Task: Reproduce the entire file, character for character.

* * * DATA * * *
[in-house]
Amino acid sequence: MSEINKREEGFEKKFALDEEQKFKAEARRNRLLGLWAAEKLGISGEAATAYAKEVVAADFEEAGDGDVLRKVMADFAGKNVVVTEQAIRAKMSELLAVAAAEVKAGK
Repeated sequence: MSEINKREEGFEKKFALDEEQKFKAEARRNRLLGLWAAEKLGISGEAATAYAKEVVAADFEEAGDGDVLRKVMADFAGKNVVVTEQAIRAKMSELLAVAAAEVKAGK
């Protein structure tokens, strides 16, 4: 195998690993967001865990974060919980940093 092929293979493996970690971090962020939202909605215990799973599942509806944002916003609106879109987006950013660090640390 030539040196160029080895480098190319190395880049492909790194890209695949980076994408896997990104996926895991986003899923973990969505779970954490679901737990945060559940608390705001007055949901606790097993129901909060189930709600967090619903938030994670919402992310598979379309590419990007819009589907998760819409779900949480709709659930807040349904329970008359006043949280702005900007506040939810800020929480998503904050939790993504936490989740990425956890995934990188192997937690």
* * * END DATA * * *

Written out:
[in-house]
Amino acid sequence: MSEINKREEGFEKKFALDEEQKFKAEARRNRLLGLWAAEKLGISGEAATAYAKEVVAADFEEAGDGDVLRKVMADFAGKNVVVTEQAIRAKMSELLAVAAAEVKAGK
Repeated sequence: MSEINKREEGFEKKFALDEEQKFKAEARRNRLLGLWAAEKLGISGEAATAYAKEVVAADFEEAGDGDVLRKVMADFAGKNVVVTEQAIRAKMSELLAVAAAEVKAGK
């Protein structure tokens, strides 16, 4: 195998690993967001865990974060919980940093 092929293979493996970690971090962020939202909605215990799973599942509806944002916003609106879109987006950013660090640390 030539040196160029080895480098190319190395880049492909790194890209695949980076994408896997990104996926895991986003899923973990969505779970954490679901737990945060559940608390705001007055949901606790097993129901909060189930709600967090619903938030994670919402992310598979379309590419990007819009589907998760819409779900949480709709659930807040349904329970008359006043949280702005900007506040939810800020929480998503904050939790993504936490989740990425956890995934990188192997937690």